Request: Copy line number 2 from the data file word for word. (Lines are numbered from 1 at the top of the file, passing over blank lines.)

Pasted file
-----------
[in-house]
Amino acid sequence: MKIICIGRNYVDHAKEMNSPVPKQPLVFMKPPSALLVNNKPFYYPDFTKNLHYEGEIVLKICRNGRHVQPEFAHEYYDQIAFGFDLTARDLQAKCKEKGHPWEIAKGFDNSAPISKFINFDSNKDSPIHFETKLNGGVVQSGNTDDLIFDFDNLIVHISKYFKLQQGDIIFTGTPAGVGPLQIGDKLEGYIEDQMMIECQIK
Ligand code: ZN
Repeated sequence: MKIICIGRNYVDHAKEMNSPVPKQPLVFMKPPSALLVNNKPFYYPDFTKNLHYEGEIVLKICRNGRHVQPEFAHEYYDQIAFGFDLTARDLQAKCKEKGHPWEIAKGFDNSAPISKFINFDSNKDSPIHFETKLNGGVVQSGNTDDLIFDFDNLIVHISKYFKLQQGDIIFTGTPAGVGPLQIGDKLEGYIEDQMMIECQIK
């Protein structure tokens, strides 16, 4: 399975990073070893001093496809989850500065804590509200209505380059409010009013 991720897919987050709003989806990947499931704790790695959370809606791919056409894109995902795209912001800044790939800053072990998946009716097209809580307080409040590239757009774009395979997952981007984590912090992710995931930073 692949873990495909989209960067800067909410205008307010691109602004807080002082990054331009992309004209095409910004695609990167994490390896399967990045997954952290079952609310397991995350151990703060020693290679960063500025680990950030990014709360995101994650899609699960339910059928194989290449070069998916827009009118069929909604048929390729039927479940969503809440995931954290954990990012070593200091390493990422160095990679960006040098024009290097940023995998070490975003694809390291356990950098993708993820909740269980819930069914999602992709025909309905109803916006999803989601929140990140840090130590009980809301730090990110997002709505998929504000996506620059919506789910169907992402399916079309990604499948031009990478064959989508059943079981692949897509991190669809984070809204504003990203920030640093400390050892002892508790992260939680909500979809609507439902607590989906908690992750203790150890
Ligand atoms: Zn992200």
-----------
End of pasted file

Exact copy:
Amino acid sequence: MKIICIGRNYVDHAKEMNSPVPKQPLVFMKPPSALLVNNKPFYYPDFTKNLHYEGEIVLKICRNGRHVQPEFAHEYYDQIAFGFDLTARDLQAKCKEKGHPWEIAKGFDNSAPISKFINFDSNKDSPIHFETKLNGGVVQSGNTDDLIFDFDNLIVHISKYFKLQQGDIIFTGTPAGVGPLQIGDKLEGYIEDQMMIECQIK